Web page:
Testing Emails

Ever wished you could test the output of your MailMessages without actually sending the message anywhere? You could use the DeliveryMethod of the SmtpClient with SpecifiedPickupDirectory and try and round trip the email through the file system. This is troublesome as you have to remember to delete all the files in the output directory before calling Send, then scan the folder for the new file. It also prevents you from any sort of multi-threaded testing.

Rather than persist to the file system, I want to write a test like this:

public void Email_is_formatted_correctly()
    var message = new MailMessage( 
                        "I'm sent in memory!", 
                        "Hello!" );
    var messageText = GetMessageAsString( message, true );

    Expect( messageText, Contains( "Subject: I'm sent in memory!" ) );
    Expect( messageText, EndsWith( "Hello!" )  );

I can easily check that the message was formatted as I expected and the exact output sent across the wire. It looks something like this:

MIME-Version: 1.0
From: user@domain.com
To: user@anotherdomain.com
Date: 9 Aug 2009 12:23:10 -0700
Subject: I'm sent in memory!
Content-Type: text/plain; charset=us-ascii
Content-Transfer-Encoding: 7bit


The GetMessageAsString method relies on a private class MailWriter in the System.Net.Mail namespace. The writer simply writes the contents of a MailMessage to a stream that you pass in the constructor.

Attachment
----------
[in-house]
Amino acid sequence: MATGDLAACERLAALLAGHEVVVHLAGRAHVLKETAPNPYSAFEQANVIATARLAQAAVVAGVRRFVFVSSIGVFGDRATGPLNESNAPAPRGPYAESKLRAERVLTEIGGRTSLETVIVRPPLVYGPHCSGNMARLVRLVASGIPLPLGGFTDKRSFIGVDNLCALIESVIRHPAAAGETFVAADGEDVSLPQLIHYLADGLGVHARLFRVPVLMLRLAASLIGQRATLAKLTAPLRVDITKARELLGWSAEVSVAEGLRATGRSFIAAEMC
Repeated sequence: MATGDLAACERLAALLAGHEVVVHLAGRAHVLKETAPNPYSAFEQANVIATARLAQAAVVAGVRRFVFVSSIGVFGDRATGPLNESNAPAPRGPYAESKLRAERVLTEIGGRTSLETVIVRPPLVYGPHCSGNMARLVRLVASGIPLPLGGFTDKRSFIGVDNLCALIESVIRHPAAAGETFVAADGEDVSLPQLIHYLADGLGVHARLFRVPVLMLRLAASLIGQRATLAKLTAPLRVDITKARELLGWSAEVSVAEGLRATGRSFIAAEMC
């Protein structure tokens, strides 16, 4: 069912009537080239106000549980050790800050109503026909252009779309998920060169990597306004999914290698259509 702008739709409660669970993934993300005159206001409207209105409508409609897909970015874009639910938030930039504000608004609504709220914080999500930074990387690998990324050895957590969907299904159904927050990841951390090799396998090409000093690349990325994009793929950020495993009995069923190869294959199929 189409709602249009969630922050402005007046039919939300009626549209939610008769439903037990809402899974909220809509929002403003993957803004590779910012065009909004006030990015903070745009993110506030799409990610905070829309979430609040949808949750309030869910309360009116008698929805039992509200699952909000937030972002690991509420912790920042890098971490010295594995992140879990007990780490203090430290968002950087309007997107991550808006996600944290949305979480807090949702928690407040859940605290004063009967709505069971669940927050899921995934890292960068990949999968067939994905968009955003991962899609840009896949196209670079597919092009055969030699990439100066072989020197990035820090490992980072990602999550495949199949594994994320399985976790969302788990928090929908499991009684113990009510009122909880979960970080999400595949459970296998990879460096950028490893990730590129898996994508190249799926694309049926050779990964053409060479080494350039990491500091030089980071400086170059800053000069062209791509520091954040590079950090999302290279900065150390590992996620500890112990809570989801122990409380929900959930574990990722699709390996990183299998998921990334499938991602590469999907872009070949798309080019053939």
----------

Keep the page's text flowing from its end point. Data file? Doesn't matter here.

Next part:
We create an instance of the writer and tell the message to send itself to the writer, then read the stream as a string:

private static string GetMessageAsString( MailMessage message, bool includeEnvelope )
    using( var stream = new MemoryStream() )
        var writer = CreateWriter( stream );
                BindingFlags.Instance | BindingFlags.NonPublic | BindingFlags.InvokeMethod,
                new[] {writer, includeEnvelope} );

        stream.Seek( 0L, SeekOrigin.Begin );
        using( var reader = new StreamReader( stream ) )
            return reader.ReadToEnd();

Creating the writer is a bit tricky since we can't reflect directly on internal types. Instead we have to search for them and invoke the constructor directly.

private static object CreateWriter( Stream stm )
    var systemAsm = typeof( MailMessage ).Assembly;
    Type[] types = null;
        types = systemAsm.GetTypes();
    catch( ReflectionTypeLoadException ex )
        types = ex.Types;

    Type writerType = null;
    foreach( var type in types )
        if( type.Name != "MailWriter" ) continue;

        writerType = type;

    Debug.Assert( writerType != null );

    var constructor = writerType
            BindingFlags.Instance | BindingFlags.NonPublic,
            new[] {typeof( Stream )},
            null );
    return constructor
            new object[] {stm}, 
            null );

For regular testing I'd move the CreateWriter to a static class where I can cache the writer Type and constructor.

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Published : Jul 19, 2009
Views : 10063

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